Home>Highlight>Failing LA Times digital strategy could be bad sign for Gannett New Jersey

Failing LA Times digital strategy could be bad sign for Gannett New Jersey

Los Angeles Times sought 100% increase in ’19 digital subscriptions, but actual number is less than 9% in first six months

By David Wildstein, July 31 2019 12:27 pm

This could be a precursor of events to come, or just apples and oranges.

As Gannett’s seven daily newspapers in New Jersey bet the farm on increased digital subscription revenues, the Los Angeles times yesterday admitted that a nearly identical strategy is failing them so far.

The newspaper had set a goal of doubling their digital subscribers from 150,000 to 300,000 this year to cover its editorial costs but only added 13,000 more in the first six months of the year, according to an internal memo obtained by Poynter’s Tom Jones.

The Times’ editors said they experienced “significant cancellations during the same stretch.”

“Our future depends on rapid and substantial subscription revenue growth,” Executive Editor Norman Pearlstine and Managing Editor Scott Kraft told their staff.  “Digital conversions are our top priority between now and the end of the year.”

The message from the Los Angeles Times is similar to what staff at The (Bergen) Record, the Asbury Park Press and Gannett’s other five New Jersey dailies have been told.

Pearlstine and Kraft said that the newspapercannot meet our readers’ high expectations without close collaboration with our business and IT colleagues.”

“We need to be looking to convert more subscribers in everything we do, from beat reporting and features to photography, digital design, headline writing and copy editing,” the LA Times memo said .  “All of us must engage in continuous conversation and reflection about what is working and what is not.  We need to agree on projects requiring more attention and, equally important, we need to determine what can be dropped.

Jones noted that that a decision to bring back the newspaper’s food section has not netted the increased subscriptions the Times had hoped for.

On July 16, the Bergen Record announced that it was reducing the number of news stories available online to non-subscribers.  The newspaper has also reduced the number of free stories available on their website from ten per month to seven.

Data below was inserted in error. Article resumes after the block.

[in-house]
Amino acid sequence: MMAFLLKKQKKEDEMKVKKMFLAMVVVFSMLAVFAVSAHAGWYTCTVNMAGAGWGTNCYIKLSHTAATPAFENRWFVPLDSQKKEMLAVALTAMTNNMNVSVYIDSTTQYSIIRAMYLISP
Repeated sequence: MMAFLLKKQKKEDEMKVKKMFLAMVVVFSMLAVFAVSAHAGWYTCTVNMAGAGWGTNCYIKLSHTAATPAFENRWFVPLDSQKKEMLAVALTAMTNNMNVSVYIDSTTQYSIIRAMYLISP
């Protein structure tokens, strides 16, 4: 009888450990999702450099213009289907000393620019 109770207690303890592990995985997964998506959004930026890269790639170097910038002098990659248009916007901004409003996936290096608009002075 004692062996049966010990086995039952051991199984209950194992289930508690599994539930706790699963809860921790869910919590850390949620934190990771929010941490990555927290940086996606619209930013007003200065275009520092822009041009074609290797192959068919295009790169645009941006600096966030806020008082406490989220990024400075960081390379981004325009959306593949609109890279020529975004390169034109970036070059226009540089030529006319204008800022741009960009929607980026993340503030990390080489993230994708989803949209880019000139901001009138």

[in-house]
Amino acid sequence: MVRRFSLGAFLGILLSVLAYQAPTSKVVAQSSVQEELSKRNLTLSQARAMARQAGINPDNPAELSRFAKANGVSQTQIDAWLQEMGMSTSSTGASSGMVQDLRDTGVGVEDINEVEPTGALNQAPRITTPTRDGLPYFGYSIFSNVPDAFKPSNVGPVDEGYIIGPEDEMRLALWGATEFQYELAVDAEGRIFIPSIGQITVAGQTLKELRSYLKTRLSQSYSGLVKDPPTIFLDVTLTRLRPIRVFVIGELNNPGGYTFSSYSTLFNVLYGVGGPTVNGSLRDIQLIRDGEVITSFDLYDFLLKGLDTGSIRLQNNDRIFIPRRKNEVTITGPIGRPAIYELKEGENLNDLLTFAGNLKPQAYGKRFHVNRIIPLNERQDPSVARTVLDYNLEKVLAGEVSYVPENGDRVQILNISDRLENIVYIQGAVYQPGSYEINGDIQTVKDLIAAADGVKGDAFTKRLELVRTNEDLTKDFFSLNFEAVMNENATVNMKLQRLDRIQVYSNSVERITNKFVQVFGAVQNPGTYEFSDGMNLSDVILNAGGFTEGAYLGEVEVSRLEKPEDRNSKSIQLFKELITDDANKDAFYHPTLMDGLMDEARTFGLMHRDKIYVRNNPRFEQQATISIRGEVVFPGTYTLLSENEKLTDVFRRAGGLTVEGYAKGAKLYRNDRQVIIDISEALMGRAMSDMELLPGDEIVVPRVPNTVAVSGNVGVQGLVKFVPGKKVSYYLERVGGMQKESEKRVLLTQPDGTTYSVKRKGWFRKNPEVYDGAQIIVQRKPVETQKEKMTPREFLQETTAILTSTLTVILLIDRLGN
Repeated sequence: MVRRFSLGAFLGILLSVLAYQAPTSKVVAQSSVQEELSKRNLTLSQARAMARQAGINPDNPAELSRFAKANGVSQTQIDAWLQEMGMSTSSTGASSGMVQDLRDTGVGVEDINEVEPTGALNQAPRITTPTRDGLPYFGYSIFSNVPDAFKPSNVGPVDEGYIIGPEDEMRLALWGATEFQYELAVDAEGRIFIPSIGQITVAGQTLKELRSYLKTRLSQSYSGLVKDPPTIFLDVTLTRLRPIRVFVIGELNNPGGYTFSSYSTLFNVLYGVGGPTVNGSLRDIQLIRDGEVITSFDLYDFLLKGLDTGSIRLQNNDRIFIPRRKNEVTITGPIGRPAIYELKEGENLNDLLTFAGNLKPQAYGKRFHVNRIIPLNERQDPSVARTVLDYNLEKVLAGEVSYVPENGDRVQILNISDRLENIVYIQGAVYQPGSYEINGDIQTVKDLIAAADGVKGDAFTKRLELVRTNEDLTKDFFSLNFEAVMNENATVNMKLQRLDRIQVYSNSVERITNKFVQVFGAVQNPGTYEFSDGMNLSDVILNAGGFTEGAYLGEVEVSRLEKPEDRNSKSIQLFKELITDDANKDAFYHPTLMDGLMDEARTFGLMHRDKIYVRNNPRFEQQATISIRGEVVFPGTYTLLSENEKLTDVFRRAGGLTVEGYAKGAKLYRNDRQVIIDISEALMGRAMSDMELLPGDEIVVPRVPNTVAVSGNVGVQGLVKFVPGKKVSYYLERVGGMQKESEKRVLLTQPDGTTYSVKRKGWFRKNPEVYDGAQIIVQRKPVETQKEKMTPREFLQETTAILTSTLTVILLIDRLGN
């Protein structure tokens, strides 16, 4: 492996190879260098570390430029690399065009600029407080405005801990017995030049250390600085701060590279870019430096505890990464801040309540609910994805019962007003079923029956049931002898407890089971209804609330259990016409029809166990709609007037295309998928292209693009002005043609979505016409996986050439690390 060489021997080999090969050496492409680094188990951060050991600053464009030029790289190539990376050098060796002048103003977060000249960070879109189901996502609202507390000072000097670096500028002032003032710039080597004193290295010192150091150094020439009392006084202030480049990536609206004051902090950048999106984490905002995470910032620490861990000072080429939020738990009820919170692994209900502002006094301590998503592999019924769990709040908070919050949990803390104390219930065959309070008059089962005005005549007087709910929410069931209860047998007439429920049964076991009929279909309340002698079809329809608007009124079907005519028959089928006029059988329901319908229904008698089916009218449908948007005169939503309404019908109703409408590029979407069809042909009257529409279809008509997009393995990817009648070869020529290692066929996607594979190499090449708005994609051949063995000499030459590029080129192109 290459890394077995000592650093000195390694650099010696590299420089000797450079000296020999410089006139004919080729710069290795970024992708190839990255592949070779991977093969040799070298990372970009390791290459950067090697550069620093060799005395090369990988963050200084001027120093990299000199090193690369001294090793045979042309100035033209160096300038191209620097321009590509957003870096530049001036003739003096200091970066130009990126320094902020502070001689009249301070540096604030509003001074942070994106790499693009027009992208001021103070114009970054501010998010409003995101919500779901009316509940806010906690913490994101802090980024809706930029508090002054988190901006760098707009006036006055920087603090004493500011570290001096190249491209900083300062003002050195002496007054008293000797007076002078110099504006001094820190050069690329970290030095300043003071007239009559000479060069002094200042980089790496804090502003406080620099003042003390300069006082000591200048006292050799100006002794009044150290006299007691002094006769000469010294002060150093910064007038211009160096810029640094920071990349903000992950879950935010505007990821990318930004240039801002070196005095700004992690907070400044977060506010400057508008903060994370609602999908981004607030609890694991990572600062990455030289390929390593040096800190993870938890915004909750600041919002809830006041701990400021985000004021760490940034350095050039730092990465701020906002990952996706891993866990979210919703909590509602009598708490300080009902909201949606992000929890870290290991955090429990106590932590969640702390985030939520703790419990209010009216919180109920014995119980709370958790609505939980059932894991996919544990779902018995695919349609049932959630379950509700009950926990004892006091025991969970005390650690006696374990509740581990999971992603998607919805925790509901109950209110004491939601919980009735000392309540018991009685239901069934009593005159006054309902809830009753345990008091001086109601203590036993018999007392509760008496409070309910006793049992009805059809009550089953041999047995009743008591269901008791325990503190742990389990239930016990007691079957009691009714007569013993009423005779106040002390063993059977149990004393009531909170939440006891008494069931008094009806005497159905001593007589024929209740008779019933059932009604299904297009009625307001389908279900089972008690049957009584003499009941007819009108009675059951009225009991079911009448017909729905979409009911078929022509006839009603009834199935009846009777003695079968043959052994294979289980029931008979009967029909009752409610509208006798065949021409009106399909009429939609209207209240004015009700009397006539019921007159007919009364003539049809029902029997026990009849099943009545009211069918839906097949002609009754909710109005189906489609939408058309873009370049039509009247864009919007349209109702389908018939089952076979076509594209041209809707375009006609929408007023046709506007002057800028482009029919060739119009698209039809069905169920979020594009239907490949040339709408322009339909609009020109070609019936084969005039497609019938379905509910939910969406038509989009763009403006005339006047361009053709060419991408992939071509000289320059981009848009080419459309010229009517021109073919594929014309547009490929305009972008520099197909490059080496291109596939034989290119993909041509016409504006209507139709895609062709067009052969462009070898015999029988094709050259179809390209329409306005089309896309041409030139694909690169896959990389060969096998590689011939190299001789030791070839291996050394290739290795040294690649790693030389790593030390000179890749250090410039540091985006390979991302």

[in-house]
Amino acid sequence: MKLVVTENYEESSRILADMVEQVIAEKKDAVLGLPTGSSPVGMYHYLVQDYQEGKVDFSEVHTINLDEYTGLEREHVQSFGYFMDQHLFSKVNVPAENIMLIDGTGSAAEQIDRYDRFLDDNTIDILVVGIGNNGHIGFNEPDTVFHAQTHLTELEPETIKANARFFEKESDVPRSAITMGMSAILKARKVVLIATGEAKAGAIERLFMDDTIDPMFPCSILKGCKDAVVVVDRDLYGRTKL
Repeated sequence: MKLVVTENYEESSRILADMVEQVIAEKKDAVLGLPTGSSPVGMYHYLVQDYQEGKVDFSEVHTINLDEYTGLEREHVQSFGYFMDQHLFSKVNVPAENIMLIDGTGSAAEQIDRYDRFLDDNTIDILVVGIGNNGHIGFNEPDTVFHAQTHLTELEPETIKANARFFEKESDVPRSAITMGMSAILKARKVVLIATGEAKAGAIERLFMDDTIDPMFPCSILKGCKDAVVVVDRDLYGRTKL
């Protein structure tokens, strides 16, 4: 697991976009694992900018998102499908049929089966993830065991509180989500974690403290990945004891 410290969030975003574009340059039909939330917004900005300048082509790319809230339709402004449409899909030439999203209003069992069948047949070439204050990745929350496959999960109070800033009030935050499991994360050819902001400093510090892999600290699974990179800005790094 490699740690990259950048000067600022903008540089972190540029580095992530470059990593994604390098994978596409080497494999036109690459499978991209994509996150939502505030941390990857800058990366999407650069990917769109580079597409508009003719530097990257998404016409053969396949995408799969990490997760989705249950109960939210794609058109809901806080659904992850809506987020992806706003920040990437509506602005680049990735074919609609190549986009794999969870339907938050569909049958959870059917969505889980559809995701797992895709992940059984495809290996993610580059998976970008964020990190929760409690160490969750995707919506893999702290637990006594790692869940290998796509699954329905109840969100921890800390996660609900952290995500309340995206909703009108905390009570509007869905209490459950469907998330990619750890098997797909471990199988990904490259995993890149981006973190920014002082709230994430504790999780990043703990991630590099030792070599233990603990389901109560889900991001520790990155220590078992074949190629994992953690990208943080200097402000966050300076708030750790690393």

The other Gannett papers did the same thing.

The Record has lost 71% of their print newspaper subscribers since Gannett purchased the newspaper from the family of Malcolm Borg in 2016.  Gannett has laid off about 200 journalists in New Jersey over the last two years.

In January, The Record laid off six reporters after nine others accepted a buyout.

Gannett is currently working on a merger with GateHouse Media, which owns the Burlington County Times and NJBiz and is in the process of purchasing the New Jersey Herald.

In addition to the Bergen Record and the Asbury Park Press, Gannett owns the Herald News, the Courier-News, the Home New Tribune, the Courier-Post and the Daily Journal.

Earlier this year, Gannett shareholders rejected a hostile takeover bid from Digital First Media, the owner of the Trentonian.

The Los Angeles Times has won more than 40 Pulitzer Prizes, voted to unionize in early 2018, and was sold to a prominent philanthropist.

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One thought on “Failing LA Times digital strategy could be bad sign for Gannett New Jersey

  1. The reason they cannot make up subscriptions is the same one that caused people to stop reading print newspapers. The news consumers are tired of propaganda and want to read unbiased investigative journalism. Not biased repeated stories from AP or other news sources. I know, I spent 30 years at newspapers. The number one reason advertisers and readers left was the obvious bias. If you can read bias in a story, it should not be printed. That was what I was taught in journalism school.

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